I’m an Aussie, so I want you to win the Giro cycling race, and I’ve been living in Amsterdam for a while, so I know about riding here. I just rode the course you’ll be doing as a time trial in the Prologue on Saturday, and I have a few tips for you.
I also took some photos, because you know how when you’re riding in a real hurry you forget to look around at the sights and there are things you could miss if they’re not pointed out to you.
Some of the route is a bit tricky…
Cadel, the route starts at the Museumplein, where there are always lots of tourists. They sometimes stand around chatting, blocking the cycle path. If this happens, ring your bell loudly and yell out that you’re in a race and they usually get out of the way.You probably have a pretty new bike, Cadel, so make sure you lock it up if you’re leaving it parked in the street before the race. Even old bikes get stolen a lot in Amsterdam. Carry a heavy chain with you, put it through the front wheel, the frame, the back wheel and finally anchor it to the largest public building you can find.
Soon after you start the prologue, you pass the Heineken Brewery. They used to give away free beer on their popular brewery tours, but I think they make visitors pay now. Maybe if you say you’re a world famous cyclist they’d give you a discount – it’s worth a try; if they say no, what have you lost?
From the brewery, the route goes down the Vijzelgracht, where you can see the houses on either side are being propped up to stop them falling into the hole where Amsterdam’s new metro line is supposed to go. You should be safe from falling masonry, Cadel, as long as you’re wearing your helmet. I always ride through this street as fast as I can and hope nothing goes wrong.
Next you’ll be crossing this bridge by the Stopera, the city opera house, over the famous Amstel River. Watch out for trams, and make sure you don’t get your front wheel stuck in the tracks. Lots of visitors who aren’t used to Amsterdam’s roads fall off this way.
Just past the Waterlooplein flea market, the route turns right into the Weesperstraat. It’s a long straight stretch, and most people can ride it really fast. I was going very well today, but then this bridge opened in front of me to let a boat go through. I certainly hope that doesn’t happen to you, Cadel, because in a time trial even losing a few minutes can be the difference between winning and coming umpteenth.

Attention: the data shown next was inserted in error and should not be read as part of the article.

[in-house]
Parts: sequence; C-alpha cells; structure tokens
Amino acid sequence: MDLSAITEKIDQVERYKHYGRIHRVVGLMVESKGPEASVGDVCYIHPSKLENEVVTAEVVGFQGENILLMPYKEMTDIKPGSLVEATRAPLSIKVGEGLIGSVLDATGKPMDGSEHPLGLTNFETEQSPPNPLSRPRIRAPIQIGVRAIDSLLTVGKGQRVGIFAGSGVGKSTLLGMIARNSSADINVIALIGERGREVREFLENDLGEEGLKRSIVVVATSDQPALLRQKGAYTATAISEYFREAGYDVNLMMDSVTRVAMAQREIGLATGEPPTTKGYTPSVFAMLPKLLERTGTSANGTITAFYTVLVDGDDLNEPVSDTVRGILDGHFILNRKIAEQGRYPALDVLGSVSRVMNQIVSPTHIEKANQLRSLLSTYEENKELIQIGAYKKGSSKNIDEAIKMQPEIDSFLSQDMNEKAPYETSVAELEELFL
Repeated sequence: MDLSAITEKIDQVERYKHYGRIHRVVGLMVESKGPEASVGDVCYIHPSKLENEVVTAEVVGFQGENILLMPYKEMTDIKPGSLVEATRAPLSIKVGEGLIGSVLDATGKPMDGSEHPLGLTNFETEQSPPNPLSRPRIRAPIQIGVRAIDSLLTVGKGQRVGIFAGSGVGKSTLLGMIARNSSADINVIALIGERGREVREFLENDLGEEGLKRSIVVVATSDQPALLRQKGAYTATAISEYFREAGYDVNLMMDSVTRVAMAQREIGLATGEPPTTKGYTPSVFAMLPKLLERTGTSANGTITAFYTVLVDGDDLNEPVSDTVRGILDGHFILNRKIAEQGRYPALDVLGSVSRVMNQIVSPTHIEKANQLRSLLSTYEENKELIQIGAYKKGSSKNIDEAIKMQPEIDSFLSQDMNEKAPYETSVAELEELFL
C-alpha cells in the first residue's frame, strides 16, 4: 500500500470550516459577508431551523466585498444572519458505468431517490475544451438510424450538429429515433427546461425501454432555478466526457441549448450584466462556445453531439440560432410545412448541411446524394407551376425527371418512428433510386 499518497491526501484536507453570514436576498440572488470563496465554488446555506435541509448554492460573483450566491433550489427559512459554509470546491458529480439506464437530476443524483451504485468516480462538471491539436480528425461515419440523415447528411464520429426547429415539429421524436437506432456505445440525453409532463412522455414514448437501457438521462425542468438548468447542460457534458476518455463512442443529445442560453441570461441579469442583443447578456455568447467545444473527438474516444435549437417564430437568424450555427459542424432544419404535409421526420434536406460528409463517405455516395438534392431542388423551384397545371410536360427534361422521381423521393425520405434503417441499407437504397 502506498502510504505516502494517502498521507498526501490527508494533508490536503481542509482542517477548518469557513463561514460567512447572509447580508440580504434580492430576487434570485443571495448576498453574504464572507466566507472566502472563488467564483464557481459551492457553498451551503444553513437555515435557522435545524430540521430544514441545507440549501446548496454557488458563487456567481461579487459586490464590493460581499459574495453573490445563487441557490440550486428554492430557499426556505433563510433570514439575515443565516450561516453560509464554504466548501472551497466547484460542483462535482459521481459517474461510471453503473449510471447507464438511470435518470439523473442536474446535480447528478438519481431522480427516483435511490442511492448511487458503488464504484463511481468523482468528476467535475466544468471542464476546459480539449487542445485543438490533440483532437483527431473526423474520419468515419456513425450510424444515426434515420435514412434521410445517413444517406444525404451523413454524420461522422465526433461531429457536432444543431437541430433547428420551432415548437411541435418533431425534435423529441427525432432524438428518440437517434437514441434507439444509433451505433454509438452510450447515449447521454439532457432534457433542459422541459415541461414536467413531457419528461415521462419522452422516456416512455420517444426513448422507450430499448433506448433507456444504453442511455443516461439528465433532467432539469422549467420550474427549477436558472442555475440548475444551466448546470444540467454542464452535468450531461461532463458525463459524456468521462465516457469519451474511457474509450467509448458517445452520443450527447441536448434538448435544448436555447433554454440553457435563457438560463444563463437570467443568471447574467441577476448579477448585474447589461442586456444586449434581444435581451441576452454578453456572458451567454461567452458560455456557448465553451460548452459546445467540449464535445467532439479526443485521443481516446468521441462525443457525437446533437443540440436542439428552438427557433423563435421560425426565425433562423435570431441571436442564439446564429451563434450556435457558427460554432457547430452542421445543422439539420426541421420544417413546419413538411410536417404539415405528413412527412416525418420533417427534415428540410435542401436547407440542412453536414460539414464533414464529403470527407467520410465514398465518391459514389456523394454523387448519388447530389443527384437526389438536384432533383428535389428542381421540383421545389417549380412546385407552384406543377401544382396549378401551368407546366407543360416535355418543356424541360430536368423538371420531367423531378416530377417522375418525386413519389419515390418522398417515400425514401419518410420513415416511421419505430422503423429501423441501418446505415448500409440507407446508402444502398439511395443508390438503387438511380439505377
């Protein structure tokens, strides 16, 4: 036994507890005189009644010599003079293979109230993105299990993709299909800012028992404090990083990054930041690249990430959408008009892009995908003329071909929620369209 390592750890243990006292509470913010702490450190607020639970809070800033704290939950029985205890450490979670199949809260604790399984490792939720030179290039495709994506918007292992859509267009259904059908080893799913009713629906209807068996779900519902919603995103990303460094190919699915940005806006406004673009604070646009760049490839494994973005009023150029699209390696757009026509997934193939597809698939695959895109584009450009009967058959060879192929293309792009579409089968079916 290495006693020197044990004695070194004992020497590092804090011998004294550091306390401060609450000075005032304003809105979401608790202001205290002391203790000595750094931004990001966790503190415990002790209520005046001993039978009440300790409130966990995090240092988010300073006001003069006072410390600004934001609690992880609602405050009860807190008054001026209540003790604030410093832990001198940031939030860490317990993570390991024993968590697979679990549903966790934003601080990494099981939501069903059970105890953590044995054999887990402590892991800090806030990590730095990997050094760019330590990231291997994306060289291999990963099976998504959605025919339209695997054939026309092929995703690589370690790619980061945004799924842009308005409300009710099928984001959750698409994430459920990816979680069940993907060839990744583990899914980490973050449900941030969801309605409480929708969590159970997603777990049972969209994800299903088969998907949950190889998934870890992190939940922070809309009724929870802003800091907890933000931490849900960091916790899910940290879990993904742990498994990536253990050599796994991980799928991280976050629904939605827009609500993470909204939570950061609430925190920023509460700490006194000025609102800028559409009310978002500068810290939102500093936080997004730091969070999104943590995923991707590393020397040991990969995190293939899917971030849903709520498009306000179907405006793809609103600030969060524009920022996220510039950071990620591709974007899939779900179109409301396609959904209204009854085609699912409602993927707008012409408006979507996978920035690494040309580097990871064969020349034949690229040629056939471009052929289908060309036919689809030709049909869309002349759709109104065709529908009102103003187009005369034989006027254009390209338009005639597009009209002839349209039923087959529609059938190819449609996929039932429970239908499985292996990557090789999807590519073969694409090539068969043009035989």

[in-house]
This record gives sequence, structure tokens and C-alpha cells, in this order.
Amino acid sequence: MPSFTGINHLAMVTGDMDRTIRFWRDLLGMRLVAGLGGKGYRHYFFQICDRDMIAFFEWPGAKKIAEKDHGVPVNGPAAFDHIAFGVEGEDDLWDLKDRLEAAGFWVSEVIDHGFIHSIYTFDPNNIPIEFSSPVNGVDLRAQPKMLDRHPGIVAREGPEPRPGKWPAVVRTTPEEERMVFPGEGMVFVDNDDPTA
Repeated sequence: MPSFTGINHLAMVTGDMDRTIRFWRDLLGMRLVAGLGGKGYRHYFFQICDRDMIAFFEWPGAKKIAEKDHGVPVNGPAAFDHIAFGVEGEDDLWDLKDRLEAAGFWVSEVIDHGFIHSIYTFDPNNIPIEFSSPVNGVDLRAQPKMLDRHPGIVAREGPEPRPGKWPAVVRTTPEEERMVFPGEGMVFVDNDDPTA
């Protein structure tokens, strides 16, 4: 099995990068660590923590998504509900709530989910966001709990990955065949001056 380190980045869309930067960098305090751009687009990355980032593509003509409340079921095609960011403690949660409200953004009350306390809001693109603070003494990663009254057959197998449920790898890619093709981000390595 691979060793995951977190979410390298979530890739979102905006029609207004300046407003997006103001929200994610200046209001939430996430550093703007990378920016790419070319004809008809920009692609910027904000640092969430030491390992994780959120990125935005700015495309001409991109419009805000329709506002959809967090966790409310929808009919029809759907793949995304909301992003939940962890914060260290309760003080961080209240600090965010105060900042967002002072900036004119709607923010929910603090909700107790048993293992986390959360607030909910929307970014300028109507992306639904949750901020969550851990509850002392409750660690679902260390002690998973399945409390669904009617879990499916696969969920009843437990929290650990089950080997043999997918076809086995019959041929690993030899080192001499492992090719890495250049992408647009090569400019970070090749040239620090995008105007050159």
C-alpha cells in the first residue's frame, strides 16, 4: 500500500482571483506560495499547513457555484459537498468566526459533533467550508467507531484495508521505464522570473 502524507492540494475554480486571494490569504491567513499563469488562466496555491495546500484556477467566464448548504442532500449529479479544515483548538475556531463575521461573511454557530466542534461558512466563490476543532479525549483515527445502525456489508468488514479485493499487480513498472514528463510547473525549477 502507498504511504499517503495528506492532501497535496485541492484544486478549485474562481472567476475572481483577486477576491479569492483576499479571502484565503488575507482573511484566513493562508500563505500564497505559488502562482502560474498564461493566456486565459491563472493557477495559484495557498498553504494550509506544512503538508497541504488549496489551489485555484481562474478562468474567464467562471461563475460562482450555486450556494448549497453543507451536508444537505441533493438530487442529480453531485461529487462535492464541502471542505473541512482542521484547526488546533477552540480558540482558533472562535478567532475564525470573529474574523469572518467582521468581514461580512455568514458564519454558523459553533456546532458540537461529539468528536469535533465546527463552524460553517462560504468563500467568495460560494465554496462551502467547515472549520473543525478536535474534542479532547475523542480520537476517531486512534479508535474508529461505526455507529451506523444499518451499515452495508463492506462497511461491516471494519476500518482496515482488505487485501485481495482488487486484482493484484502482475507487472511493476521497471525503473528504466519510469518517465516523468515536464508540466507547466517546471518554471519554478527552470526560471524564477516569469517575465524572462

The Apollolaan is one of Amsterdam’s most beautiful streets. The Hilton Hotel became famous when John Lennon and Yoko Ono spent their honeymoon in bed there. If you say you’re a famous cyclist they might let you have a quick look in the room.
The prologue finishes at the Olympic Stadium, where Amsterdam hosted the 1928 Olympic Games. You’ll probably be pretty clapped out by the time you get there, but I live close by, so give me a buzz if you want to come round for a beer when you’ve finished the media interviews.
PS. To give you some idea of the time it should take you…the prologue course is 8.4km long. I did it in less than an hour (52 minutes, 17 seconds). I think you’ll be faster if that bridge doesn’t open in front of you. Also stopping to take photos slows you down, so I’d advise you not to do that.
Sunday and Monday’s stages also start in Amsterdam, then go to Utrecht (Sunday) and Middelburg (Monday) so next I’m going to ride them too. Though they are both 209km long, so you may get there before I do, Cadel. Good luck, anyway.